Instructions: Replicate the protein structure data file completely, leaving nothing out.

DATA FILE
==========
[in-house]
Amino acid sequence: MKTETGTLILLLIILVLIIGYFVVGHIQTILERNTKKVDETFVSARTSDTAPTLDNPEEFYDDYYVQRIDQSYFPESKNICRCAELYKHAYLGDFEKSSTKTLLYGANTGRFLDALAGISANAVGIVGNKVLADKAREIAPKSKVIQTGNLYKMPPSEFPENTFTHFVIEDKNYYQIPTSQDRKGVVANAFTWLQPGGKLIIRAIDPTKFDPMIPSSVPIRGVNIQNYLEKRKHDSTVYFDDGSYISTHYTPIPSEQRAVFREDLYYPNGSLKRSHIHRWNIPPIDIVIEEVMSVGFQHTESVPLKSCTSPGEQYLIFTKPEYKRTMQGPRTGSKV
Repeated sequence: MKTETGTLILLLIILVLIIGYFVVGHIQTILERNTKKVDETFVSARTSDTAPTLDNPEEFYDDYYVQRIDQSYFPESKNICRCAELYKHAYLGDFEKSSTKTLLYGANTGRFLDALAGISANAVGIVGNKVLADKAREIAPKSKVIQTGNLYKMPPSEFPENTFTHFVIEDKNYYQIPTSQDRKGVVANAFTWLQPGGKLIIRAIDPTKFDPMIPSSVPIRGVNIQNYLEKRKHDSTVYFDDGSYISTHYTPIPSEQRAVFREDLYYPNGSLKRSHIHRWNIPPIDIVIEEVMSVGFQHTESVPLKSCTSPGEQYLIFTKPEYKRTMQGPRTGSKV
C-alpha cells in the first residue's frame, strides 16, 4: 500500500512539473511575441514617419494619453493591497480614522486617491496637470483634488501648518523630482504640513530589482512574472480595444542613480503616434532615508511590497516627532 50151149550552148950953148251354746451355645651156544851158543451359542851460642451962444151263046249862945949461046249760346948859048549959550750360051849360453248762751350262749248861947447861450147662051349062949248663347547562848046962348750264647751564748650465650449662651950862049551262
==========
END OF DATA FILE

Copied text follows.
[in-house]
Amino acid sequence: MKTETGTLILLLIILVLIIGYFVVGHIQTILERNTKKVDETFVSARTSDTAPTLDNPEEFYDDYYVQRIDQSYFPESKNICRCAELYKHAYLGDFEKSSTKTLLYGANTGRFLDALAGISANAVGIVGNKVLADKAREIAPKSKVIQTGNLYKMPPSEFPENTFTHFVIEDKNYYQIPTSQDRKGVVANAFTWLQPGGKLIIRAIDPTKFDPMIPSSVPIRGVNIQNYLEKRKHDSTVYFDDGSYISTHYTPIPSEQRAVFREDLYYPNGSLKRSHIHRWNIPPIDIVIEEVMSVGFQHTESVPLKSCTSPGEQYLIFTKPEYKRTMQGPRTGSKV
Repeated sequence: MKTETGTLILLLIILVLIIGYFVVGHIQTILERNTKKVDETFVSARTSDTAPTLDNPEEFYDDYYVQRIDQSYFPESKNICRCAELYKHAYLGDFEKSSTKTLLYGANTGRFLDALAGISANAVGIVGNKVLADKAREIAPKSKVIQTGNLYKMPPSEFPENTFTHFVIEDKNYYQIPTSQDRKGVVANAFTWLQPGGKLIIRAIDPTKFDPMIPSSVPIRGVNIQNYLEKRKHDSTVYFDDGSYISTHYTPIPSEQRAVFREDLYYPNGSLKRSHIHRWNIPPIDIVIEEVMSVGFQHTESVPLKSCTSPGEQYLIFTKPEYKRTMQGPRTGSKV
C-alpha cells in the first residue's frame, strides 16, 4: 500500500512539473511575441514617419494619453493591497480614522486617491496637470483634488501648518523630482504640513530589482512574472480595444542613480503616434532615508511590497516627532 50151149550552148950953148251354746451355645651156544851158543451359542851460642451962444151263046249862945949461046249760346948859048549959550750360051849360453248762751350262749248861947447861450147662051349062949248663347547562848046962348750264647751564748650465650449662651950862049551262